Kawaii? Say what?  – You might respond. And what’s up with the puppy?

Don’t worry – it all makes sense. I’m only trying to make you feel better.

Kawaii is japanese and it means cute. And the concept of cuteness is an essential part of japanese culture. Originally kawaii is referring to the image of a radiant og blushing face. And can also be translated into:  to be loved.

The icon of cuteness is Hello Kitty – and this year she has been 40 years in the business of kawaii! And she stronger than ever – because of her cuteness. Looking at Kitty (or other kawaii images) makes you feel good.


But why is all this talk about kawaii relevant in this context?

If you take a look over the landscape of brand characters you will meet cuteness everywhere. It is often the very essence of characterdesign. But why?

Cute things produce positive feelings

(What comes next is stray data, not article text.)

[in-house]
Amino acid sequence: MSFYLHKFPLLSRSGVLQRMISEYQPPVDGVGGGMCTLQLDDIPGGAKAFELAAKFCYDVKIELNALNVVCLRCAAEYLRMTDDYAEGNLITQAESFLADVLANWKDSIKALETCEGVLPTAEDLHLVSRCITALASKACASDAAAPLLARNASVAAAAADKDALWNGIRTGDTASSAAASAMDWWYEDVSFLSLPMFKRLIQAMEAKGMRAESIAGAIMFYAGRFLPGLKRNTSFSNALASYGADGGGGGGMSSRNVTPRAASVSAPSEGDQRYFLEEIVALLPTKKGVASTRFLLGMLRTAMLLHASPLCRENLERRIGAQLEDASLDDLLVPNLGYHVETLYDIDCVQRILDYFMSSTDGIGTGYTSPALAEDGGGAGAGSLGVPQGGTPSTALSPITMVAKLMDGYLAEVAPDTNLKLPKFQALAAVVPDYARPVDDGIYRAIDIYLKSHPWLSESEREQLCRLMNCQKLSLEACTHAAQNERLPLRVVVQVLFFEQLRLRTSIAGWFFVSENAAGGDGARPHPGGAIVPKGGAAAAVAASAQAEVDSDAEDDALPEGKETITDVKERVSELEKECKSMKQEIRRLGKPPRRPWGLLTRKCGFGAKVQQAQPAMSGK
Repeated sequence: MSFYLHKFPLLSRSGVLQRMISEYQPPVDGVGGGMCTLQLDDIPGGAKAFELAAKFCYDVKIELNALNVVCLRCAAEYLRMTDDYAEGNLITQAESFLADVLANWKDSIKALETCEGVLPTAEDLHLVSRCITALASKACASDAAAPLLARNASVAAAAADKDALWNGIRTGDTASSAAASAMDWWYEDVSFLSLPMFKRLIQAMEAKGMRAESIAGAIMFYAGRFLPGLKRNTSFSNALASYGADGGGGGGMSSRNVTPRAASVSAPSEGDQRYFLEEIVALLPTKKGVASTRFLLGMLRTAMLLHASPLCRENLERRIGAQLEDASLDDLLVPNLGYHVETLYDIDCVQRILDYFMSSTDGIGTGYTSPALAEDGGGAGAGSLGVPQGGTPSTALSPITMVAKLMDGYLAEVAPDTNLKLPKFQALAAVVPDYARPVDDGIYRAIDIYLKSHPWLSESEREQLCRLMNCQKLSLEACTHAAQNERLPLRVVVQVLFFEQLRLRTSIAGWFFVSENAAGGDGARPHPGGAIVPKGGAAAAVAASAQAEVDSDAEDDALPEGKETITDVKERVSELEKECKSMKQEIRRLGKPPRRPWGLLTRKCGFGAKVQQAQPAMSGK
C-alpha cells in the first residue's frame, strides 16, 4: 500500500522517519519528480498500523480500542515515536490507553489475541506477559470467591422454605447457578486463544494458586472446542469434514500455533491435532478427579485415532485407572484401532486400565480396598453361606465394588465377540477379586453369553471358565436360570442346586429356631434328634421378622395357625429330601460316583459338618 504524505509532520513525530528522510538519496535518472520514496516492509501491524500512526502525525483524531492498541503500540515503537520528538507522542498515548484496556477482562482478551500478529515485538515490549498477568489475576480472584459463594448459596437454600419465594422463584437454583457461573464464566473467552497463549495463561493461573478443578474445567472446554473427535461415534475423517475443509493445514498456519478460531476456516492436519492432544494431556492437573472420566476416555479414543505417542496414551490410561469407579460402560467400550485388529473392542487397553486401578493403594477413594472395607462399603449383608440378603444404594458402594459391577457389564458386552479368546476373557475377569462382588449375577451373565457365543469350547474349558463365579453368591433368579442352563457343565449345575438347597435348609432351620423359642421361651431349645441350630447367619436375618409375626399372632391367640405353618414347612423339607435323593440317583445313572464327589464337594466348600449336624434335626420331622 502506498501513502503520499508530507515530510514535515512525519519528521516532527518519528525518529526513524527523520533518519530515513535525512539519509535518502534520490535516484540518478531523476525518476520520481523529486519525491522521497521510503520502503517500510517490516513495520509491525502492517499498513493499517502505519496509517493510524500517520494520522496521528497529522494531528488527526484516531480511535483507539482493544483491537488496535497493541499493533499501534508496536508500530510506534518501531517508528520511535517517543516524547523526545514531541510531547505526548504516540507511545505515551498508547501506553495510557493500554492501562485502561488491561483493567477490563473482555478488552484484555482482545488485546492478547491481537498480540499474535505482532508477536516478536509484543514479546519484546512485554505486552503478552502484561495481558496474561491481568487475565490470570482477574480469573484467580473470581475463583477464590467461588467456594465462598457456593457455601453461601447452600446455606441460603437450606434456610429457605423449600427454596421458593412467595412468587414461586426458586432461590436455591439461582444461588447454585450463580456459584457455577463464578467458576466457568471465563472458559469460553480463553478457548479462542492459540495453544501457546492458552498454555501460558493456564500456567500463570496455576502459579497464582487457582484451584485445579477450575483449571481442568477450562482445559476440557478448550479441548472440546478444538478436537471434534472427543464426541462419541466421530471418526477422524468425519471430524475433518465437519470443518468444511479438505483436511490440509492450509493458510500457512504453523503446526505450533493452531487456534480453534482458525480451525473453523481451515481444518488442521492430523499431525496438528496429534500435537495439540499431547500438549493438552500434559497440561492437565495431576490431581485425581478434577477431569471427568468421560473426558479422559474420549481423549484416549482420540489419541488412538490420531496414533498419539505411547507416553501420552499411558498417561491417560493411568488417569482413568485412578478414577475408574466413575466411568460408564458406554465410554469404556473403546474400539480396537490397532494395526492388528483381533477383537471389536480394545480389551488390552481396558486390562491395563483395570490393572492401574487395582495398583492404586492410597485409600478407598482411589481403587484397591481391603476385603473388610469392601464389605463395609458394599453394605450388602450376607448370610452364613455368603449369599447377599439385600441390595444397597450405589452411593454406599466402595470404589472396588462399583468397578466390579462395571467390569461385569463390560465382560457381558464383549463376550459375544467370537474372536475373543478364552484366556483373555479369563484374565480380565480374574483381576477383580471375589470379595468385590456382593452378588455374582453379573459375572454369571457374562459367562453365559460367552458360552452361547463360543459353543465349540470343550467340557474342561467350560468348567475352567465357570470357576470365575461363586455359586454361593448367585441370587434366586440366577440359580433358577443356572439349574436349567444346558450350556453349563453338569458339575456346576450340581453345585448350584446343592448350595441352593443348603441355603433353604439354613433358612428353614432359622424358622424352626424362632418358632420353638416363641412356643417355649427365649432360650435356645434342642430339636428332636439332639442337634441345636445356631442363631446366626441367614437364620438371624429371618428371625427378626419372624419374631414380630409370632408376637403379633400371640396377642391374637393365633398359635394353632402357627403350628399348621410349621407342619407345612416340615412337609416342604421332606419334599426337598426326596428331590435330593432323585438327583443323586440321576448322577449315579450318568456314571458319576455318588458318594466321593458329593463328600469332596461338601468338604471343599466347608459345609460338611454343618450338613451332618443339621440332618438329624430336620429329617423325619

The tenderness elicited by cute images is more than just a positive feeling state. It can make people more physically tender in in their motor behavior and narrows attentional focus

Nittono, H. et al.: The Power of kawaii, PLoS one 2012


A immensely cute brand character is Danbo. He represents Amazon – he isa  sort of robot made from the company’s delivery boxes.


Or Zendiums toothpaste’s new characters called Zymerne


Or Yummo Yogurts penguin

When is something percieved to be cute?

Cute objects are assumed to be characterized by baby schema: A large head relative to the body size, a high and protruding forehead and large eyes.

This idea that cuteness in babies is a part of evolution that ensures that adults take care of their children was first described by the austrian zoologist Konrad Lorenz in the 1970’s



 If a picture wasn’t going very well, I’d put a puppy in it.

Norman Rockwell